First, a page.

Now city leaders have agreed to pay over $1.52 million to make this happen. While acknowledging that the settlement is “a substantial sum,” they said they believe the payment allows them to move on by ridding Kent of an employee whose presence would distract from the department’s mission. maintain order in the city.
“It was clear that the deputy chief would have a hard time being an effective leader in the department,” officials said Friday. in a report.
Neither the attorney who represented Kammerzell at his disciplinary hearing nor the Kent Police Officers Association immediately responded to a Washington Post request for comment on Sunday evening.
But Kammerzell told the lawyer hired by the city to investigate the allegations against him that, although he knew the badge was German, he did not know it was specifically Nazi-related and denied ” having expressed positive sentiments towards Nazi or Fascist governments”. ,” according a 28-page report on the investigation. He said he taped the badge to his door because someone in the police department, reacting to Kammerzell’s last name, had dubbed him the “German general” years before.
And the lawyer for the police union representing him said Kammerzell, amid a public firestorm, was being offered as a “sacrificial lamb” to city politics, the Seattle Times reported.
This firestorm erupted in September 2020 when the officer spotted the badge of oak leaves and diamonds stuck above Kammerzell’s nameplate, used the internet to confirm his hunch he was linked to the Nazis , then sent a photo of Kammerzell’s office door to the chief of police. .
This led the city to hire Seattle-based law firm Stokes Lawrence to investigate. About four months after the insignia was reported, the lawyer who conducted the investigation concluded that the deputy chief, despite his denials, knew that the insignia belonged to senior Nazi officials who had reached the rank of ‘Obergruppenführer’ in the SS, one of the most powerful and feared organizations in Nazi Germany.
The investigation uncovered several other instances in which colleagues said Kammerzell mentioned the Nazis, the attorney wrote in the report.
In one, a police officer told the investigator that Kammerzell had joked some 15 years earlier about his grandfather’s death in the Holocaust – because he had gotten drunk and fallen of a Nazi guard tower, the report said. When questioned, Kammerzell confirmed that he had told the joke more than once.
In another, a detective said that several years earlier Kammerzell had shown him a photo on his cell phone in which Kammerzell had his facial hair shaved into “a Hitler mustache” while wearing lederhosen, a dress originating in certain regions of Germany, according to the report. Pointing to the photo, he explained that he raised his hand in a “Heil Hitler” salute while being photographed with another city official on another occasion, the detective said.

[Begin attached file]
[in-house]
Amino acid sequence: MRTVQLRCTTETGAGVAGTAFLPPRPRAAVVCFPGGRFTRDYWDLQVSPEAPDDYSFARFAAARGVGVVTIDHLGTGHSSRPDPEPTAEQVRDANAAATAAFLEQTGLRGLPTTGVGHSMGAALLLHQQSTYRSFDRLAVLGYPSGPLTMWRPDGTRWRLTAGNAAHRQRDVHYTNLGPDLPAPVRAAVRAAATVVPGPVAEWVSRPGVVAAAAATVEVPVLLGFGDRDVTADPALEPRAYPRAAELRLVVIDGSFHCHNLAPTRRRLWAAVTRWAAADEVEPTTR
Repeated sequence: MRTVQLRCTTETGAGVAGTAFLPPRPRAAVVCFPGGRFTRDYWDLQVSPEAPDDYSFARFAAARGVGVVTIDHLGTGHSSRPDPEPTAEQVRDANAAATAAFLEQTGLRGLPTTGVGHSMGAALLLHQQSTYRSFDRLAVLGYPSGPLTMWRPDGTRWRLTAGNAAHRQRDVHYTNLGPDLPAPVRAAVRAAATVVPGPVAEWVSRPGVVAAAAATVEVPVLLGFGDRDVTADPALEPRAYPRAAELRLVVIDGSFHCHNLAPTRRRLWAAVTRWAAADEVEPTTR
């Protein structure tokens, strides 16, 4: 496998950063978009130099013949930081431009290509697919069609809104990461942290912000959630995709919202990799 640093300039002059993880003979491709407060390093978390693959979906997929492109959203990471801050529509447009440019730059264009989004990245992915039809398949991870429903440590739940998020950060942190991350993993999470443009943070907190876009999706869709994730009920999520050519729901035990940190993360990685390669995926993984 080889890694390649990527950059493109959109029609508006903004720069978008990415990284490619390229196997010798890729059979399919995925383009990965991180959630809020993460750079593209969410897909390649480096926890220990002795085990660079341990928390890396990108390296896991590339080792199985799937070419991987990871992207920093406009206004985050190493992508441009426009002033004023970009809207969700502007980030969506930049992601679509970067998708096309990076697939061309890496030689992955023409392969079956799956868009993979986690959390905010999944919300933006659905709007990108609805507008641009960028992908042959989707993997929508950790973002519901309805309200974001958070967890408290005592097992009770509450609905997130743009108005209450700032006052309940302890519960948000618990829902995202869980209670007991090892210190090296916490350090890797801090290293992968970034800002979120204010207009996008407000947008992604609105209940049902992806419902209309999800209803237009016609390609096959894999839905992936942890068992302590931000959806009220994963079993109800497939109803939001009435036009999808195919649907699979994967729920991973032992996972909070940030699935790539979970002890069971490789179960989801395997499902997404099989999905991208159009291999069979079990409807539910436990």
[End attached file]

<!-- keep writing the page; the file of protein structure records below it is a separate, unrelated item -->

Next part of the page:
When the lawyer asked about the prosecution, Kammerzell admitted he once sculpted his facial hair to look like Adolf Hitler’s, although he said it was one of many configurations. that he had photographed while he was shaving. He denied giving a Nazi salute and suggested that any photographs that appeared to show otherwise caught him saluting.
At the end of December, the announcement of Kammerzell’s two-week suspension caused outrage among the people of Kent, the Times reportedand the Jewish Federation of Greater Seattle blasted the city for a response that left the organization “horrified.”
“By elevating and honoring Nazi imagery and titles and joking about the Holocaust, Kammerzell supports the extermination of six million Jews,” the federation said in a statement. A declarationadding: “The lack of real accountability demanded of Kammerzell and the sheer lack of consequences in this situation is shocking.”
Kent Mayor Dana Ralph and Chief Constable Rafael Padilla later acknowledged the suspension was inadequate, the Times reported.
Reacting to the blowback, officials put Kammerzell on paid administrative leave and asked him to resign, according to city press release. Meanwhile, they announced that he “would not be returning to work,” noting that because they had already disciplined him, “double jeopardy principles” in federal and state law prevented them from firing or resigning him. scold him again.
“As a result, we have noted that his resignation would come at a significant cost to the city,” Kent officials said Friday in their statement.
Unable to discipline him again and unwilling to put him back to work, the city said it began negotiating with Kammerzell, who originally demanded more than $3.1 million for his resignation.
On Friday, the Jewish Federation of Greater Seattle said it had been working with Kent city officials since January and commended them for months of work in getting Kammerzell out of the force.
“This is a step towards the safety and well-being of the Jewish community,” the group said in A declaration“and other groups who felt targeted and endangered by Kammerzell’s actions”.